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Time of the Month

Jan 31, 2009 04:00PM ● Published by Super Admin

Women have more options, and there are fewer hysterectomies these days as a result of the many alternatives available to them,” according to Dr. Denise L. Sweeney, M.D., F.A.C.O.G, who practices at Associates in Women’s Health Care in Roseville. “Women are fortunate [to have] these new treatments, that free them up, with very little down time,” says Dr. Sweeney.

An estimated 20 million American women have had a hysterectomy. One-third of American women experience some type of pelvic health disorder by the time they are 60, and many have a hysterectomy, which is removing their uterus to relieve troubling symptoms. Women with painful periods, excessive bleeding, fibroids, endometriosis or other pelvic health problems will find comfort in learning that there are new alternatives to consider.

Treating Uterine Fibroids
Uterine fibroids are tumors that are usually benign and are found on the smooth muscles of the uterus and can cause pelvic pain, infertility and heavy menstrual bleeding. Their cause is complex, but uterine fibroids are a major reason why women have hysterectomies.  If fibroids are causing no symptoms, it’s common to monitor the status with your doctor and wait to have surgery unless problems develop. There are less invasive options for treating fibroids:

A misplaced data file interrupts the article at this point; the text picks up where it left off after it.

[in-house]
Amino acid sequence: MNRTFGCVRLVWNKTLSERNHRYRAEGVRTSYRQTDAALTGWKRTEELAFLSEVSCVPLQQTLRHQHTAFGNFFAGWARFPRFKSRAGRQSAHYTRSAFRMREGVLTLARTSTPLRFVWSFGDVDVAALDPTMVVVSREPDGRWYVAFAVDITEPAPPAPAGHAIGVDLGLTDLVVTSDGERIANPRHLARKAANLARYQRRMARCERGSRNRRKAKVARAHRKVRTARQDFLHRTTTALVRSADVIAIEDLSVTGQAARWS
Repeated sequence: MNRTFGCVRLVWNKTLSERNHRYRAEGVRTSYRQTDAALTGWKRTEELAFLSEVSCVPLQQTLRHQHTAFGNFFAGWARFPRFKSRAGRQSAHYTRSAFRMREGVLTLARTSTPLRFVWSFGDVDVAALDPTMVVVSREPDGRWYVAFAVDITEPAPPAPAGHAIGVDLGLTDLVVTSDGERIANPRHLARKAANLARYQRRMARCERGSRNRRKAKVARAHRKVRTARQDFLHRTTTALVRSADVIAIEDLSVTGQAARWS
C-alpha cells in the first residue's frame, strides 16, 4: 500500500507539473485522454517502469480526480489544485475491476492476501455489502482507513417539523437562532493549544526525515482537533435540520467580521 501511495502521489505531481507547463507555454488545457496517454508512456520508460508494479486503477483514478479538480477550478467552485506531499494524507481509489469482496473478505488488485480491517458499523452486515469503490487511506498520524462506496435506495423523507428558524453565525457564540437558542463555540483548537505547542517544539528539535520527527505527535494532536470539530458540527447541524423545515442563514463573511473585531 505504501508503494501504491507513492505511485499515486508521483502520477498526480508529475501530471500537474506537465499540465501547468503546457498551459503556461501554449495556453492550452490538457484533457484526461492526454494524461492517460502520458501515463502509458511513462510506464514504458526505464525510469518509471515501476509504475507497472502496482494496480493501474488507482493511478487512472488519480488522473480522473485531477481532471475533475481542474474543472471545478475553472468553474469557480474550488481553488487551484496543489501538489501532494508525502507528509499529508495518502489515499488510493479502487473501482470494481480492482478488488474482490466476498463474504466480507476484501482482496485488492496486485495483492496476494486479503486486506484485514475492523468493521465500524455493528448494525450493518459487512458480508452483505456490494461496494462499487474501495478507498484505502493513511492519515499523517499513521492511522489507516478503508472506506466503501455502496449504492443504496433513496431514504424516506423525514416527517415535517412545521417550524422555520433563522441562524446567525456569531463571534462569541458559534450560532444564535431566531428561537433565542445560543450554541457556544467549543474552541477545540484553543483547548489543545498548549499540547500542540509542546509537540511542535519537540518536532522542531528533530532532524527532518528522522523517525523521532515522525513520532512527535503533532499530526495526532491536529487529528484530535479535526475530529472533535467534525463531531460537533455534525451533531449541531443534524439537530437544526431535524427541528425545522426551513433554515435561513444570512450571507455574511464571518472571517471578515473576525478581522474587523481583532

A Myomectomy is the surgical removal of the fibroids alone. A Uterine Artery Embolization (UAE), also known as Uterine Fibroid Embolization (UFE), is a fairly simple, noninvasive procedure in which small particles are injected into the uterine arteries feeding the fibroids, cutting off their blood supply. It’s been used for years to help stop hemorrhage after childbirth or surgery, however, there is a risk of early menopause if those particles travel to the ovarian blood supply. With this treatment, symptoms are reported to improve in 85 percent of patients.
A hysteroscopy is a minor surgical procedure with minimal recuperation time. It is the insertion of a thin telescope like instrument, called a hysteroscope, and can be used if the fibroid is primarily within the cavity of the uterus. Medical management is a way to initially treat painful symptoms with non-steroidal, anti-inflammatory agents. If that is not effective, another option is a class of drugs that blocks the ovaries’ production of estrogen and other hormones.   

Treating Menorrhagia
Severe vaginal bleeding is known as menorrhagia. The bleeding may come from uterine fibroids, but in many cases the cause remains unknown. Doctors have a medical threshold for menorrhagia, but they also define it by how much it affects your daily life by causing pain, mood swings, and disruptions in your work and sexual activity. The treatment options are medical management, using either oral contraceptives or an intrauterine device (IUD) releasing a hormone called levonorgestrel. Endometrial ablation is an option if you don’t plan to have more children. “This is an excellent option, can be done in the office and 80 percent of women will never have another period,” Dr. Sweeney adds.

It is possible that whatever your condition is, a hysterectomy may be the most effective treatment. But, with the many new alternatives available, it is important to discuss all of your options with your doctor. Abnormal bleeding can be the first sign of uterine cancer and therefore should not be ignored. The positive news is that most hysterectomies can now be done with minimally invasive techniques and only an overnight hospitalization, if the alternatives are not an option.

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